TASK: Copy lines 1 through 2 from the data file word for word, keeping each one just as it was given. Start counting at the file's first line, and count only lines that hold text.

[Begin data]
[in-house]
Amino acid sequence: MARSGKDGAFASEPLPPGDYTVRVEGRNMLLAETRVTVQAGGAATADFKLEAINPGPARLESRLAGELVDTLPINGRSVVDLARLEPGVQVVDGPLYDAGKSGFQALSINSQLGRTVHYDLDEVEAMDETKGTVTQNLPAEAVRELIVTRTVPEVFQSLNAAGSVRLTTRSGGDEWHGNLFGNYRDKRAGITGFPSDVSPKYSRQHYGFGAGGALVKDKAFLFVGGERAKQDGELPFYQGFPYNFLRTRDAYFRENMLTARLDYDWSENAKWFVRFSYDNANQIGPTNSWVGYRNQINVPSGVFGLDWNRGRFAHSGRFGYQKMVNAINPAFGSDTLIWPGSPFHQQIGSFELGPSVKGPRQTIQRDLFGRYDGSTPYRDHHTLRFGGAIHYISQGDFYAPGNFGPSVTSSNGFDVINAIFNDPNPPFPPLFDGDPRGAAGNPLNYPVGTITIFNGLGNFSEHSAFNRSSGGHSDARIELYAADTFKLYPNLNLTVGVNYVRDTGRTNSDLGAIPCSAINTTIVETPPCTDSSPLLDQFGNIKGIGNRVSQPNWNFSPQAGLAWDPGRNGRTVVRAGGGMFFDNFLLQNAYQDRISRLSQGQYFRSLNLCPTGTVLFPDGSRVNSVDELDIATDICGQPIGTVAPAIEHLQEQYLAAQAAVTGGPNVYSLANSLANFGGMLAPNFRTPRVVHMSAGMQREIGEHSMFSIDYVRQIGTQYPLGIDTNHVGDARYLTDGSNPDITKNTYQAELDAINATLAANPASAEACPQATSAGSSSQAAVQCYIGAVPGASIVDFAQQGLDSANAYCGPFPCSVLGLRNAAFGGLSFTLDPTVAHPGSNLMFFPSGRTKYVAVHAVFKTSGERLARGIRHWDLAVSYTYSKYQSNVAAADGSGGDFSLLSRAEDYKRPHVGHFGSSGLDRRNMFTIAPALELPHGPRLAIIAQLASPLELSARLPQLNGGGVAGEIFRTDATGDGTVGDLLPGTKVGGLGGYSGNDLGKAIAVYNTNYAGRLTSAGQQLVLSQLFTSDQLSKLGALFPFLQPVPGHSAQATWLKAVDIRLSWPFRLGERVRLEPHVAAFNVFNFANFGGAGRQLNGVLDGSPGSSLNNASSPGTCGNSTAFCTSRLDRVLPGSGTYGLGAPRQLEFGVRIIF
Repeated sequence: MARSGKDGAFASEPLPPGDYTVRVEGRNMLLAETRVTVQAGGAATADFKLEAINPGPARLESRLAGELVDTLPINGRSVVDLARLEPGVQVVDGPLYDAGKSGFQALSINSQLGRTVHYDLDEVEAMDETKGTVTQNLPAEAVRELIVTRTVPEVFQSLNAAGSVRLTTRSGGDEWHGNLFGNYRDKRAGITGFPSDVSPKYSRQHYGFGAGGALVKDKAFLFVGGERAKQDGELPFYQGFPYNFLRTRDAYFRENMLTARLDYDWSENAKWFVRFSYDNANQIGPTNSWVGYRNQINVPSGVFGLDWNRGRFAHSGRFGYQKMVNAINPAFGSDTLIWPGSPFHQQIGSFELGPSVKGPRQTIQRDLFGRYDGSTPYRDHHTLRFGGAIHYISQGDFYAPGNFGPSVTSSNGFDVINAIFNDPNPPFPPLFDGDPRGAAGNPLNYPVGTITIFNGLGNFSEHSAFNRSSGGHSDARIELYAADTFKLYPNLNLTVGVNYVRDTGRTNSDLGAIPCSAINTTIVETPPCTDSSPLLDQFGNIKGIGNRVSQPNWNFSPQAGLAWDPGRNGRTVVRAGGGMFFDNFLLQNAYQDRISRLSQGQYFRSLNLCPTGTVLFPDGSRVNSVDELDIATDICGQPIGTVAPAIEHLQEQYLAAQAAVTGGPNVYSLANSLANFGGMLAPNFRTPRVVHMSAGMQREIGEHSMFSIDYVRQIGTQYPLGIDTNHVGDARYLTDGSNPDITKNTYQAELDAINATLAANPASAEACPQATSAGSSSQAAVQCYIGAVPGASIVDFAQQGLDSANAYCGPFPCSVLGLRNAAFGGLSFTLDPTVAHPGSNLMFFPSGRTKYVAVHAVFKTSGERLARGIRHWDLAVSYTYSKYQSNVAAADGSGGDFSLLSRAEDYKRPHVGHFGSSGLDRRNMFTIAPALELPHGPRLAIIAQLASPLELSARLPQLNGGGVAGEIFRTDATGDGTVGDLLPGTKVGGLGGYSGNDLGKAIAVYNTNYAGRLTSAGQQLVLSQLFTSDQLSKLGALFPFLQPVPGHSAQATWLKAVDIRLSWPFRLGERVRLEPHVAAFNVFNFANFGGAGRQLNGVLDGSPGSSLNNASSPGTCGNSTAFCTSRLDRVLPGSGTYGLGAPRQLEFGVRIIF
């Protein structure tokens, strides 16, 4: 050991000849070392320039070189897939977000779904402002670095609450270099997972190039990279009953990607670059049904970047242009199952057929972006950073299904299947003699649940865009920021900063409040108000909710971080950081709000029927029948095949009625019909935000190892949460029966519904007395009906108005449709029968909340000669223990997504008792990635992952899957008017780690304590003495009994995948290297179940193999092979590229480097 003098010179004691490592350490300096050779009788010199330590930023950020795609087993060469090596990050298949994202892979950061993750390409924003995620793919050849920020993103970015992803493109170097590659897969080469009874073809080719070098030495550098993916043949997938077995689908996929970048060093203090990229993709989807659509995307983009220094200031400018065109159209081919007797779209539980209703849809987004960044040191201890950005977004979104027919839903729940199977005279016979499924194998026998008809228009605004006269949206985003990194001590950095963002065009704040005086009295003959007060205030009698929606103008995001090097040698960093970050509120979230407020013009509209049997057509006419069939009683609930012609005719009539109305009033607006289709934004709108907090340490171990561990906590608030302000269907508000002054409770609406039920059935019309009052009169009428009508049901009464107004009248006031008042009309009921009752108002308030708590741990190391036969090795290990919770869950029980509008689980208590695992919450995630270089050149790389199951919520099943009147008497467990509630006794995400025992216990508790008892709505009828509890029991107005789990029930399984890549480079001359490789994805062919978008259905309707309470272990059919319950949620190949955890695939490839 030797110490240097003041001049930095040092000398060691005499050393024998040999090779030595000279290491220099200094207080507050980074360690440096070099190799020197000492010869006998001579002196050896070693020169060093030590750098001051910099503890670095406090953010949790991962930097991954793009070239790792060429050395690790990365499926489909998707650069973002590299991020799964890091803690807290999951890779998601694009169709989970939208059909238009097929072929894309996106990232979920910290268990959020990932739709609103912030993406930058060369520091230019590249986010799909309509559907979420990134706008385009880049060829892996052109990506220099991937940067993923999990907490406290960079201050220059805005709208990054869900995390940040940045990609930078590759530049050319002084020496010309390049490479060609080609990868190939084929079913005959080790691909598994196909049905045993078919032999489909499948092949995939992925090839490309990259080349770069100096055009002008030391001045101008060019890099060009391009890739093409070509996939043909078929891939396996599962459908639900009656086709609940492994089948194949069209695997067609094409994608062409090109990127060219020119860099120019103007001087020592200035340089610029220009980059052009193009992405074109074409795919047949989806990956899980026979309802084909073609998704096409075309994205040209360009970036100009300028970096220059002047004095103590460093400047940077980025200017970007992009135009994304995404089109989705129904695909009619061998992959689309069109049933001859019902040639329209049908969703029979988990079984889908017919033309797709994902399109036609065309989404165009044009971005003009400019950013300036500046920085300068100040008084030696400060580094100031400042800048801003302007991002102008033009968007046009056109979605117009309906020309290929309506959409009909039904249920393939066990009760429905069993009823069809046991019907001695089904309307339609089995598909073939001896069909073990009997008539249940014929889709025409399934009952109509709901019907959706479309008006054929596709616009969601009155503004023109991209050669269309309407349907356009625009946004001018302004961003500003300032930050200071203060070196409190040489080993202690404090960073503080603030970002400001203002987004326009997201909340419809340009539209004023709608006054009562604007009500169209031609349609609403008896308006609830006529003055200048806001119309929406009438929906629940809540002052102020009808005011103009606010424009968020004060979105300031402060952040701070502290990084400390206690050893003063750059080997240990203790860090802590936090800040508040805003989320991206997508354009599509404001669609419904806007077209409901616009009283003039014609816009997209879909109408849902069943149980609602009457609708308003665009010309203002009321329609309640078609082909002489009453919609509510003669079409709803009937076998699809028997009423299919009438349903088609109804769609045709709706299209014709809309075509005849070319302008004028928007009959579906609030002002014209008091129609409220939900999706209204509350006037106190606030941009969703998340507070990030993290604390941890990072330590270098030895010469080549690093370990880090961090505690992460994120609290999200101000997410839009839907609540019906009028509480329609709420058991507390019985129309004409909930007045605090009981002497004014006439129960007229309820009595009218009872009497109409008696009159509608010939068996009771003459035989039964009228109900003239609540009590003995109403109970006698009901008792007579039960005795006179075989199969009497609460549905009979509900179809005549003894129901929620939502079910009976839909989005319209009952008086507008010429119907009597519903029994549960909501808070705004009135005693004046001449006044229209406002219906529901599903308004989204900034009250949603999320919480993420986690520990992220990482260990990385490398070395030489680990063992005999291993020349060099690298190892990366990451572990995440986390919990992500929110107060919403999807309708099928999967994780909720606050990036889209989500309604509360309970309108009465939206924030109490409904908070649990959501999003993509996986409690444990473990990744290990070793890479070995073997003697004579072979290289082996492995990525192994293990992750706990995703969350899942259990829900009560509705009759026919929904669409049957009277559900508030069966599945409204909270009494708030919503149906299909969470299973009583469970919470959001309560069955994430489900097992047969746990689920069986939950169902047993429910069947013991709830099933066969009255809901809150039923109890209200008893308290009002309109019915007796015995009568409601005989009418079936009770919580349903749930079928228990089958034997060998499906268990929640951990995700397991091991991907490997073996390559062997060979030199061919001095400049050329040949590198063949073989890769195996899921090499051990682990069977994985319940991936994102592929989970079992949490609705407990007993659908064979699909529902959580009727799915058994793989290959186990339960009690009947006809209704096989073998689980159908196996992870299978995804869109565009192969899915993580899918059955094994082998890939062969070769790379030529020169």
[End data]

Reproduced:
[in-house]
Amino acid sequence: MARSGKDGAFASEPLPPGDYTVRVEGRNMLLAETRVTVQAGGAATADFKLEAINPGPARLESRLAGELVDTLPINGRSVVDLARLEPGVQVVDGPLYDAGKSGFQALSINSQLGRTVHYDLDEVEAMDETKGTVTQNLPAEAVRELIVTRTVPEVFQSLNAAGSVRLTTRSGGDEWHGNLFGNYRDKRAGITGFPSDVSPKYSRQHYGFGAGGALVKDKAFLFVGGERAKQDGELPFYQGFPYNFLRTRDAYFRENMLTARLDYDWSENAKWFVRFSYDNANQIGPTNSWVGYRNQINVPSGVFGLDWNRGRFAHSGRFGYQKMVNAINPAFGSDTLIWPGSPFHQQIGSFELGPSVKGPRQTIQRDLFGRYDGSTPYRDHHTLRFGGAIHYISQGDFYAPGNFGPSVTSSNGFDVINAIFNDPNPPFPPLFDGDPRGAAGNPLNYPVGTITIFNGLGNFSEHSAFNRSSGGHSDARIELYAADTFKLYPNLNLTVGVNYVRDTGRTNSDLGAIPCSAINTTIVETPPCTDSSPLLDQFGNIKGIGNRVSQPNWNFSPQAGLAWDPGRNGRTVVRAGGGMFFDNFLLQNAYQDRISRLSQGQYFRSLNLCPTGTVLFPDGSRVNSVDELDIATDICGQPIGTVAPAIEHLQEQYLAAQAAVTGGPNVYSLANSLANFGGMLAPNFRTPRVVHMSAGMQREIGEHSMFSIDYVRQIGTQYPLGIDTNHVGDARYLTDGSNPDITKNTYQAELDAINATLAANPASAEACPQATSAGSSSQAAVQCYIGAVPGASIVDFAQQGLDSANAYCGPFPCSVLGLRNAAFGGLSFTLDPTVAHPGSNLMFFPSGRTKYVAVHAVFKTSGERLARGIRHWDLAVSYTYSKYQSNVAAADGSGGDFSLLSRAEDYKRPHVGHFGSSGLDRRNMFTIAPALELPHGPRLAIIAQLASPLELSARLPQLNGGGVAGEIFRTDATGDGTVGDLLPGTKVGGLGGYSGNDLGKAIAVYNTNYAGRLTSAGQQLVLSQLFTSDQLSKLGALFPFLQPVPGHSAQATWLKAVDIRLSWPFRLGERVRLEPHVAAFNVFNFANFGGAGRQLNGVLDGSPGSSLNNASSPGTCGNSTAFCTSRLDRVLPGSGTYGLGAPRQLEFGVRIIF